On January 17, 2013, CLBB and the Boston Society for Neurology and Psychiatry hosted an evening event at Brigham and Women’s Hospital to explore and discuss the neuroscience of empathy — the remarkable capacity of humans to relate to others: what we are learning about how and when this capacity fails, and whether these failures — which can have consequences ranging from therapeutic breaches to unthinkable crimes that defy our understanding — can be rehabilitated. Speakers included Massachusetts General Hospital faculty Carl Marci, Director of Social Neuroscience for the Psychotherapy Research Program; Alice Flaherty, Associate Professor of Neurology and Psychiatry; and Helen Riess, Director of the Empathy and Relational Science Program in the Department of Psychiatry; as well as CLBB Director Judy Edersheim.
Watch the individual presentations and panel discussion below, or visit our “Empathy” channel at Vimeo.com.
Dr. Riess began with a broad overview of empathy as a construct, in health care and in society, distinguishing it from sympathy and antipathy, and outlining its four components: cognitive, affective, behavioral, and moral. She touched on how important nonverbal behavior is in perceiving what other people are feeling and what we’re experiencing ourselves. She concluded with surprising evidence from her own work in a group of doctors indicating that empathy can and perhaps should be taught.
Dr. Marci followed with a discussion of the neurophysiology underlying emotion and empathic connection, and how by looking at laughter in therapy in one set of studies, and measuring sweat gland responses from patients and therapists in another study, he can demonstrate moments of connection and disconnection between patients and their doctors. what he calls “physiological concordance” and “discordance” — that has the potential to be used to improve the effectiveness of therapy. He ended with a discussion of the power of emotion and empathy to bring out the better parts of ourselves, and showed compelling data from “digital natives” that our digital devices may are making this a lot harder.
Dr. Edersheim discussed empathy as it relates to crime, including the robust connection between psychopathy and violent crime, and the prediction of violent crime and recidivism. She was also clear to point out that the best predictor of increase in homicide rates is not mental health-related by rather social dislocation, income inequality, and the absence of social capital. Most crimes are not committed by the kind of high-profile mass shooters we see, so to conceive of crime as only a product of lack of empathy or of mental illness is a mistake.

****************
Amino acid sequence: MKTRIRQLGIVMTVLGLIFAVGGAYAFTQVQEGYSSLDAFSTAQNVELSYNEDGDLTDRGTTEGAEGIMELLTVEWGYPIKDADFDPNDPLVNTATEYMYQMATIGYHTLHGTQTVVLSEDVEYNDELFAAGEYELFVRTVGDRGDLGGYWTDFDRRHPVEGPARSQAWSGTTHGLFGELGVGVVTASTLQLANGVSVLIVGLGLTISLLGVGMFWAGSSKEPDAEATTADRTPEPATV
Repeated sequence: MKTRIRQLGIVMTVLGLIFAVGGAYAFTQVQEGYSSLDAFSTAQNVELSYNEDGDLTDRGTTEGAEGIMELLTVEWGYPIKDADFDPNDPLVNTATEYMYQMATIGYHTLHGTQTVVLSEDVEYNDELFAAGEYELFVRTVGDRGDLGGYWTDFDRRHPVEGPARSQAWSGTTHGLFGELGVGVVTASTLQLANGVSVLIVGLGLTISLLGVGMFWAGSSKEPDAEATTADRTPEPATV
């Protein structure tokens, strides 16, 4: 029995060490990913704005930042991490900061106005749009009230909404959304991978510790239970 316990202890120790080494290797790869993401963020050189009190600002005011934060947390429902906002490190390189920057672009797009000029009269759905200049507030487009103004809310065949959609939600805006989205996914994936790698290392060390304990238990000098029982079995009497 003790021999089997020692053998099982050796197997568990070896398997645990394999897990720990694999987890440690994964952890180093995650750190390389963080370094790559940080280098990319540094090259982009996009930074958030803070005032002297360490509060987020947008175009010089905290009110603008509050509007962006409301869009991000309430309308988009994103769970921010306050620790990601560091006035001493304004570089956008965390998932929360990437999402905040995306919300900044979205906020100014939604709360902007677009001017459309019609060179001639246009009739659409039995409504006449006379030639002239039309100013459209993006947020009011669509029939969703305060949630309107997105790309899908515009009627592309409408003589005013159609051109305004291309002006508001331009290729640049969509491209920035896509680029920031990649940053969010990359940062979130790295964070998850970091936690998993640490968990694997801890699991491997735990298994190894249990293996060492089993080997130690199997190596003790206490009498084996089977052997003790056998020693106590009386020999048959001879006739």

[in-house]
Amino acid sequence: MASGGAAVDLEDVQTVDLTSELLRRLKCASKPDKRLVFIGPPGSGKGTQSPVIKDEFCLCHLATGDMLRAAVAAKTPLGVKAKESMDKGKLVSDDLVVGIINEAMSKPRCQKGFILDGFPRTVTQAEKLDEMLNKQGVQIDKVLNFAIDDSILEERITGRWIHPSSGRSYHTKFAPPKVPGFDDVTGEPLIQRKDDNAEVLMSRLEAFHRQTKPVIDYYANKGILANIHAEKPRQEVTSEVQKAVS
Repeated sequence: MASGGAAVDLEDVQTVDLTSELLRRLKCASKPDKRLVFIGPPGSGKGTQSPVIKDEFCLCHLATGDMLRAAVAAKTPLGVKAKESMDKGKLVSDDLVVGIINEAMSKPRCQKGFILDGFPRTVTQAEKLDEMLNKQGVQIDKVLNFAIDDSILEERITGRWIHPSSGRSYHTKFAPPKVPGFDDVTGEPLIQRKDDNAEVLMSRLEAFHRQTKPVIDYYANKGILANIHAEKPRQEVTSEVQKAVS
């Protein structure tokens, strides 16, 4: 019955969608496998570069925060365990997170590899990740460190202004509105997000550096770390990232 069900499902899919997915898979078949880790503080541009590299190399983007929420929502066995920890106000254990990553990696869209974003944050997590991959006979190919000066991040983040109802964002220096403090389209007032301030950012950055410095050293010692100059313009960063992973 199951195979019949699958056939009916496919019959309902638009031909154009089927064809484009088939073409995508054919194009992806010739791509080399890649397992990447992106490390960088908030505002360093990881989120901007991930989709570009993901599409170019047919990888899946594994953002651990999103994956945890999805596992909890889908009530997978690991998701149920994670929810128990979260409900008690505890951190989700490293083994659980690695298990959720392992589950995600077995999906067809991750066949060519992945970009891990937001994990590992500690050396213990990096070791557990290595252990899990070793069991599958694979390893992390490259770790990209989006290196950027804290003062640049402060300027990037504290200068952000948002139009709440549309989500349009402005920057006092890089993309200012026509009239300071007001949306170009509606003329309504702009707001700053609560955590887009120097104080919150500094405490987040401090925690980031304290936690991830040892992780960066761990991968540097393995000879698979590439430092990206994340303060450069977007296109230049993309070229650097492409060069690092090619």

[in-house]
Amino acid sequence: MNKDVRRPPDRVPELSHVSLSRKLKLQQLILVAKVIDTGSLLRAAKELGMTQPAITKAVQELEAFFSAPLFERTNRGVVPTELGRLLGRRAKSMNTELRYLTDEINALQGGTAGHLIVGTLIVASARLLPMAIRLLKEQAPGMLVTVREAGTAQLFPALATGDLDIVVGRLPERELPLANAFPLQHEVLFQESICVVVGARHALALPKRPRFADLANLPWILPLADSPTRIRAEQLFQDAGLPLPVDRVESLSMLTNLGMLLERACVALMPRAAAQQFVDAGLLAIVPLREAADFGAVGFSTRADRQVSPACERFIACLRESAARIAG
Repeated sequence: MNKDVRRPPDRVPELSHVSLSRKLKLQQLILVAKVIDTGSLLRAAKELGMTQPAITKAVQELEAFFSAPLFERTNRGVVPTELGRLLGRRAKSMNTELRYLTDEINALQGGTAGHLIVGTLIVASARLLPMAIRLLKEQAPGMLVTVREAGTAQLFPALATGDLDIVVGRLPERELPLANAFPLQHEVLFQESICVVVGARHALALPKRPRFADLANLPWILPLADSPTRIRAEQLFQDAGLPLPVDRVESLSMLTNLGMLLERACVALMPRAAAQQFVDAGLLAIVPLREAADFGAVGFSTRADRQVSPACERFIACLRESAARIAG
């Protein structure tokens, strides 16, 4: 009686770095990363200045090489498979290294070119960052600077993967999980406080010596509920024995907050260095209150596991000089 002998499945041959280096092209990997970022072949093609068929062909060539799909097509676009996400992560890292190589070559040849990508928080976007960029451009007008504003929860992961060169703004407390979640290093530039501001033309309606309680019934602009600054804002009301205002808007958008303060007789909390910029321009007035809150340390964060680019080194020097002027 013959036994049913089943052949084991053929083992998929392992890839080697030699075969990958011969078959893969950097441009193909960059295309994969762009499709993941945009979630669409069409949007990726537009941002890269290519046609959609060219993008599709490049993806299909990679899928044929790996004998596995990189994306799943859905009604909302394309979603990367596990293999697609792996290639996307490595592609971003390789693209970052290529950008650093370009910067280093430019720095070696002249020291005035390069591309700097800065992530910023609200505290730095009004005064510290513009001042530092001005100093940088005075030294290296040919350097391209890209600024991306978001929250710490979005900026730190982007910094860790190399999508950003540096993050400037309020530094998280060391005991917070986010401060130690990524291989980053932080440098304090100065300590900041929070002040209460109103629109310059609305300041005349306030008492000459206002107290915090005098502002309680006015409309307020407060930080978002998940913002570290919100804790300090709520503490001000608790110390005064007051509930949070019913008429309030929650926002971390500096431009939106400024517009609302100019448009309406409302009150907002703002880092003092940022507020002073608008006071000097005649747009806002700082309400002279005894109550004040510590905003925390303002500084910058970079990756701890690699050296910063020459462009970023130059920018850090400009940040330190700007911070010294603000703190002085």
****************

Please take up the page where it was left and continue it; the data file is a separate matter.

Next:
Dr. Flaherty provided “A Neurologist’s View of Empathy”, an intriguing look at some of the potential downsides to empathy in medical and social contexts: why some doctors resist (especially the “interventionalists”), how medical training may decrease empathy, and how best to rehab those who may be the hardest to reach. She also discussed empathy’s roots as a neologism originating from the art world, moving through the psychoanalytic tradition in the mid 20th-century, before entering the culture of medicine.
Following the four presentations, Martha Bebinger moderated an interesting conversation between the panelists on how empathy varies between individuals, the neural basis for this capacity, and whether we should steer people with more or less empathic capacity to careers based on this capacity. Dr. Riess noted that while the capacity for empathy varies substantially across individuals, the fact that empathy training can improve even those with lower capacity suggests that we should try, especially since many kids may never have had the opportunity to learn in the first place.
Audience and panelists also discussed the provocative question of whether society in general is becoming more or less empathic, and what we should do about it. We live in an ever-expanding and connected community, where on the one hand we are expected to “care” more about the fates of ever more remote people and even animals (e.g., should lobsters be boiled alive?), while at the same time we become ever more addicted to our digital devices, and may burnout faster as we try to maintain too many superficial relationships. Dr. Flaherty reminded us that not too many hundreds of years ago, humans abandoned their sick and dying, while now the sense that we can all be useful to each other has contributed to a much more considerate society overall and that digital devices do not appear to be interfering with this. However, it was not a night for consensus, nor did it need to be, as audience members and panelists left the room pondering what were sure to be more questions than answers on this fascinating and timely topic.
[Go in depth by watching the evening’s proceedings using this interactive slide-by-slide viewer. Requires Flash.]